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Articles & Interviews

These Symphony-commissioned feature articles offer insights into the music you'll hear in the concert hall. We hope you'll find them provocative and entertaining.

Sep 22, 2014

A Doorbell Rings in Hollywood
by Michael Steinberg

A doorbell rings in Hollywood. Answering, the owner, five foot one, has to tilt his head back to look into the face of his unexpected and tall, tall visitor. A "six-and-a-half-foot scowl" is how Stravinsky described Rachmaninoff. But on this spring evening, Rachmaninoff is not scowling. He has come to present an immense jar of honey to his fellow-expatriate and fellow-composer.

The year is 1942. If I were making a movie about Rachmaninoff or Stravinsky, I would cheat and say this was their first meeting in umpteen years, but it wasn't quite. I don't know how much time had elapsed between their last encounter in Europe and their first in California, which preceded this one by some days. In any case, as a result of the upheavals in Europe they had both landed in Hollywood, Stravinsky in 1940, Rachmaninoff two years later.

Greater Los Angeles and Hollywood in particular had become the magnet not just for expatriate actors, but for musicians, writers, and intellectuals, some of them among the most brilliant in their generation. The climate was kinder than any they had ever known, the heating bills were low, and besides, there was always the hope of work in the studios. Many of these new Californians at once split into cliques and cabals, not speaking to but ever ready to badmouth each other, feeding and watering all the aesthetic and political differences that had separated them in Europe. Rachmaninoff and Stravinsky were on opposite sides of the fence that separated the modernists from the anti-modernists. Rachmaninoff regarded The Firebird and Petrushka as works of genius but had no use for Stravinsky's later compositions; Stravinsky had no interest in Rachmaninoff's music at any time.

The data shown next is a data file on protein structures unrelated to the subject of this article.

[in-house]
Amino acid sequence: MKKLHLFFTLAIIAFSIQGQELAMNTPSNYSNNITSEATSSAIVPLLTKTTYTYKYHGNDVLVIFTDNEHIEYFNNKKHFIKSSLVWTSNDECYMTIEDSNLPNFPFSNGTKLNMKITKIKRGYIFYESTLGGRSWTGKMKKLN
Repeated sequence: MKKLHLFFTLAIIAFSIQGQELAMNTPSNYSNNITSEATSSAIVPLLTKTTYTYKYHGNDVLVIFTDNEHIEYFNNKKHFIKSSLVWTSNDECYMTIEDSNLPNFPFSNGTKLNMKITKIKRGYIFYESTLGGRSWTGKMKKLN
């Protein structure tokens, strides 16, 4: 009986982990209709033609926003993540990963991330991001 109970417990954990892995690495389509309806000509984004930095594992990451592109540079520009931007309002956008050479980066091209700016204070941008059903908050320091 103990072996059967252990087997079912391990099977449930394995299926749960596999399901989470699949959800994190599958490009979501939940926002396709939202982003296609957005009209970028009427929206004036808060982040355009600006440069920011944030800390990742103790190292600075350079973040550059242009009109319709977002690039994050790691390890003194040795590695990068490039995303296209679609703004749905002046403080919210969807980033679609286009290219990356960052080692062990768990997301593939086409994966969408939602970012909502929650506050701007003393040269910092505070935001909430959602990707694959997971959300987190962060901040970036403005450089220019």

But Rachmaninoff was not a petty or a jealous man. Thinking about Stravinsky, he saw a Russian, an honorable (if wrong-headed) musician, and above all, a father whose children, like his own, were caught in occupied France. He telephoned his biographer, Sergei Bertensson, and said: "As I know how much Igor Fedorovich has always disliked my compositions . . . and he must know my attitude to modern music, I'm not sure whether I could invite him and his wife to my house—which I'd love to do—because I don't know how he would receive my invitation. Would you be so kind as to send out a feeler?"

Vera Stravinsky's response was positive and led to cordial dinners at both houses. One can imagine the atmosphere, the passage back and forth across the table of the stately and sonorous patronymics—Sergei Vasilievich, Igor Fedorovich, Natalia Alexandrovna, Vera Arturovna. At the first of these dinners, Stravinsky mentioned his fondness for honey; hence Rachmaninoff's surprise visit a few days later. Bertensson, who was also one of the dinner guests, writes that "besides comparing notes on their families in France, they had a very lively discussion of musical matters—but not a word about composition. They talked about managers, concert bureaus, agents, ASCAP, royalties."